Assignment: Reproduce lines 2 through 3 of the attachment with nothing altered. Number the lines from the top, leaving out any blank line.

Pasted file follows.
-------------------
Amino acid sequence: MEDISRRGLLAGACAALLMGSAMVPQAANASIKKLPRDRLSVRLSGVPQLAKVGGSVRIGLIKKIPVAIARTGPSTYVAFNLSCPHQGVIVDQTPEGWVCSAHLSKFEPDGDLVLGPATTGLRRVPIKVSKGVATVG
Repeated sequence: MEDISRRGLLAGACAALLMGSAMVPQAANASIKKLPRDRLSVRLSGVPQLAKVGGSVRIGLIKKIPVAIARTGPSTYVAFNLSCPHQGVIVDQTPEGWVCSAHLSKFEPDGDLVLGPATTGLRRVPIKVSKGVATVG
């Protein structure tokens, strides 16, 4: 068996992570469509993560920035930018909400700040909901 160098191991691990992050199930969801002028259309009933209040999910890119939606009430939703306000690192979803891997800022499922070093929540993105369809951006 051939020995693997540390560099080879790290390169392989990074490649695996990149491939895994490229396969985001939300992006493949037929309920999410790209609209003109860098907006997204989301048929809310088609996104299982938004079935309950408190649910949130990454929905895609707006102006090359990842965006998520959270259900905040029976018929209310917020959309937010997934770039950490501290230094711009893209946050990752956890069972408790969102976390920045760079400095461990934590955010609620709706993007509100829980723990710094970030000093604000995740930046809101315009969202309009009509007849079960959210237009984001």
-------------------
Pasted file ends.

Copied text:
Repeated sequence: MEDISRRGLLAGACAALLMGSAMVPQAANASIKKLPRDRLSVRLSGVPQLAKVGGSVRIGLIKKIPVAIARTGPSTYVAFNLSCPHQGVIVDQTPEGWVCSAHLSKFEPDGDLVLGPATTGLRRVPIKVSKGVATVG
């Protein structure tokens, strides 16, 4: 068996992570469509993560920035930018909400700040909901 160098191991691990992050199930969801002028259309009933209040999910890119939606009430939703306000690192979803891997800022499922070093929540993105369809951006 051939020995693997540390560099080879790290390169392989990074490649695996990149491939895994490229396969985001939300992006493949037929309920999410790209609209003109860098907006997204989301048929809310088609996104299982938004079935309950408190649910949130990454929905895609707006102006090359990842965006998520959270259900905040029976018929209310917020959309937010997934770039950490501290230094711009893209946050990752956890069972408790969102976390920045760079400095461990934590955010609620709706993007509100829980723990710094970030000093604000995740930046809101315009969202309009009509007849079960959210237009984001």